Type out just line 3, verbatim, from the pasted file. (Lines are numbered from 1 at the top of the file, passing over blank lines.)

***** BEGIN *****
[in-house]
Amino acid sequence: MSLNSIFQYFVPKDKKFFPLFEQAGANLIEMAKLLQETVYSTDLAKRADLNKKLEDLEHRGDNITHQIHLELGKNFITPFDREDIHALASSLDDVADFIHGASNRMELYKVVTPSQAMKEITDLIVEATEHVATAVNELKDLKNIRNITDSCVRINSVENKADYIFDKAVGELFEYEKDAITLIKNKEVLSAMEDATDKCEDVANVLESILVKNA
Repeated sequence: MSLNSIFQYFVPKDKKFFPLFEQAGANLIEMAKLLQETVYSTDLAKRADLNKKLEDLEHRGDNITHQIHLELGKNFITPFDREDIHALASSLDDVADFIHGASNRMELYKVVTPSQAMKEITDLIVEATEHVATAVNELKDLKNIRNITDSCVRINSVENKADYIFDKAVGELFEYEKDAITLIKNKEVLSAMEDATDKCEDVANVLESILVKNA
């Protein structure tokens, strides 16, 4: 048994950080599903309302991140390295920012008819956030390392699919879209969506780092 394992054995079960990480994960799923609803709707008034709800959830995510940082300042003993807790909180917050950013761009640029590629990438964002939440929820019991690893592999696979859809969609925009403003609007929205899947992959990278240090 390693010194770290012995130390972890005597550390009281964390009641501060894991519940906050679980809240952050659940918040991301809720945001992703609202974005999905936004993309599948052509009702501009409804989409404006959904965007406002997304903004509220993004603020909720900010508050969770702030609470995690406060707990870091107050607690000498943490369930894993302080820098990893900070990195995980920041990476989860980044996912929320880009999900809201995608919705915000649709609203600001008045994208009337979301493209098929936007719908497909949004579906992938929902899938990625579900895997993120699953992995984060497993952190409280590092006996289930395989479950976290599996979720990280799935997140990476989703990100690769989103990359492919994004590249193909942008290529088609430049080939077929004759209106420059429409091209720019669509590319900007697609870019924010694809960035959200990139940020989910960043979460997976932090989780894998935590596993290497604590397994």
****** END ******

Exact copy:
Repeated sequence: MSLNSIFQYFVPKDKKFFPLFEQAGANLIEMAKLLQETVYSTDLAKRADLNKKLEDLEHRGDNITHQIHLELGKNFITPFDREDIHALASSLDDVADFIHGASNRMELYKVVTPSQAMKEITDLIVEATEHVATAVNELKDLKNIRNITDSCVRINSVENKADYIFDKAVGELFEYEKDAITLIKNKEVLSAMEDATDKCEDVANVLESILVKNA